05 Jun 2015
I’m writing this for the second time, since it somehow disappeared the first time :(. That’ll teach me for trusting some chrome based markdown editor. stubbornly returns to sublime text 3
In recent times I look at the user-facing changes and and often disappointed in what I see. My own role in osu! has changed from being able to rapidly implement new features to only just being able to keep up with what is going on each day. The rare occasions I’m able to implement something new are therefore very enjoyable as a result, but I digress.
The ongoing tasks which I choose to complete myself rather than delegate remain that way for a reason. I believe each and every one of them requires my own attention. Delegating tasks is great and all, but there are two issues with it:
- Delegating things that come up infrequently is often less efficient. An example would be emails about conventions, which are always different in nature. Sometimes people will want merchandise, sometimes they will want to promote osu! by presenting a panel. Teaching someone how to respond to these emails would require writing a manual of every possible scenario, or being able to trust their judgement, which leads on to the second issue..
- I find it hard to trust people. Not trust as in confidentiality, but trust as in the ability to diligently handle a scenario in the same way I would myself. I am pretty sure I am yet to meet someone with the same values and level of attention-to-detail that I have. While this may sound like I’m bragging, if you ever run a company of your own you will understand this feeling.
Today was one of those days I spent catching up on mostly mundane run-of-the-mill tasks. You’re still interested? Okay then!
- Fixed a loophole in the account recovery process that was abused overnight. Accounts can now be set into a state where users cannot initiate password recovery and must contact support.
- Purged my inbox backlog down from 188 to 55. I read emails as the come in and when necessary reply within a minute or two, but less important emails are snoozed until a later date. I find it easier to process these in one large batch rather than as-they-come. This is what my inbox looks like now. Might take a few beers tomorrow to get through the remainder ;).
- Brought company accounts up-to-date. Basically distributing money into the correct accounts so people are paid and servers are kept online and purring. I have an accountant to handle things at the end of the year, but daily financials are still my own responsibility. Need to attend to them once a week else they pile up quickly.
- Got acceptance email for AWS Aurora preview. Not sure if I will use this going forward, but couldn’t resist the opportunity to test it for free! Spun up two beefy 16 core 108gb instances which I will be deploying the full osu! database to for performance testing over the coming weeks.
- Figured out osu!keyboard stock issues. We needed to reserve a few keybaords for Taiko World Cup winners, but due a number of faulty units being found during initial quality checking, we ran a bit short.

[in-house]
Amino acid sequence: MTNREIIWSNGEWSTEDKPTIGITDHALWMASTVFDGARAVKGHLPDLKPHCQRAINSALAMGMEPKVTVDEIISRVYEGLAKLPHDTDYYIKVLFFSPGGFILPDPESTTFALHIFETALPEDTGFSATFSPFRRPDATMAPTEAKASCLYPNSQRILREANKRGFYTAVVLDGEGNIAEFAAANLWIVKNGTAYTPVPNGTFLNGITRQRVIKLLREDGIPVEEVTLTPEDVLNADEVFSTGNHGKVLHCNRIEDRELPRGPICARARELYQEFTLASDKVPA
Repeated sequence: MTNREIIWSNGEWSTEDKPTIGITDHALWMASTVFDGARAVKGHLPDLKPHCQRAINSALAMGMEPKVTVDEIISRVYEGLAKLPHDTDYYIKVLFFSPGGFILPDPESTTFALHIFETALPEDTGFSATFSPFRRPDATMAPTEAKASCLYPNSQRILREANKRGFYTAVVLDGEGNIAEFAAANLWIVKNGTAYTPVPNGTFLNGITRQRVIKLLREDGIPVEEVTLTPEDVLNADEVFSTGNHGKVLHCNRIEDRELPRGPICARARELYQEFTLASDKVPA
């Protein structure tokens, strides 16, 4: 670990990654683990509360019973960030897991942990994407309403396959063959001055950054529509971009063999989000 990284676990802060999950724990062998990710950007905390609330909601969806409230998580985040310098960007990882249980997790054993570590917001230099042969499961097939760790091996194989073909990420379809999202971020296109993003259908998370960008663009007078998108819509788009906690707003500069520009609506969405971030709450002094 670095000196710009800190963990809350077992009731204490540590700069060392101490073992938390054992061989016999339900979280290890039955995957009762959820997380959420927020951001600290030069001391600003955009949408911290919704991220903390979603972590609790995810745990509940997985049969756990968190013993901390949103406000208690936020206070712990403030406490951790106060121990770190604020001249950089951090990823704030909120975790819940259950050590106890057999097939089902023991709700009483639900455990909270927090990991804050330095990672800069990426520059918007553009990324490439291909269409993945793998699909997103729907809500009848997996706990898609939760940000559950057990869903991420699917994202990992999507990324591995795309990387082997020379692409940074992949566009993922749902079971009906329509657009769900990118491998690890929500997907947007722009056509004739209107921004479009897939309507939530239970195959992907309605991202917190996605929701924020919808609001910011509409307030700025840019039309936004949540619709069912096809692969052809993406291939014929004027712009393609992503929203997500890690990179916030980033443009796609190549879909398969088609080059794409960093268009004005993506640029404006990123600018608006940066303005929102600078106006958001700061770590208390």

- Approved and finalised payment for the next osu!tablet production run, this time for 2,000 units! We still have stock from the last run too. I think I have finally got my head around the convoluted processes involved in international manufacturing and shipping, so stock shortages should be a thing of the past.
- Our knowledge base is now fully stocked with content, hopefully helping users before they unnecessarily post to the forum!
So let’s briefly revisit something that happened last week: OVH had a downtime which lasted several hours as the result of a cable being cut. This meant the sudden loss of all our beatmap download mirror traffic! As I was “enjoying” an Owl City concert at the time, I had @nekodex - who you may also know due to his musical contributions to osu! - help me get a new mirror up and running.
osu! beatmap mirrors are deployed as a single file php script with no external dependencies. They use an s3 endpoint to retrieve maps, cache them locally and serve them to users using a secure checksum system. The script is not only self-containing, but updates can be pushed out in an automated process. Each mirror is monitored by the central osu! web server and mirrors which are unavailable or underperforming are automatically removed from the available list.
We had things back up and running in under 20 minutes as a result, but when things like this go haywire it is always wise to add countermeasures to ensure the same thing doesn’t happen again. I have started investigating where I will be adding some additional mirrors in order to add geographical redundancy to the system. As I don’t want to introduce any more complexity to the accounting side of the infrastructure setup of osu! (already across four datacenters!!) they will likely be placed in OVH’s European datacenters.
Going forward, I would love to open the mirroring system up to the public again, letting people lend their spare server bandwidth to the good of the osu! community. This would require some logic to ensure users were linked up with the closest mirror to their physical location, of course. Think a mini-CDN just for osu!. Alternatively maybe I should activate the dormant p2p code that has been sitting inside osu! for several years… ^^;
Have a good weekend. Play lots of osu!.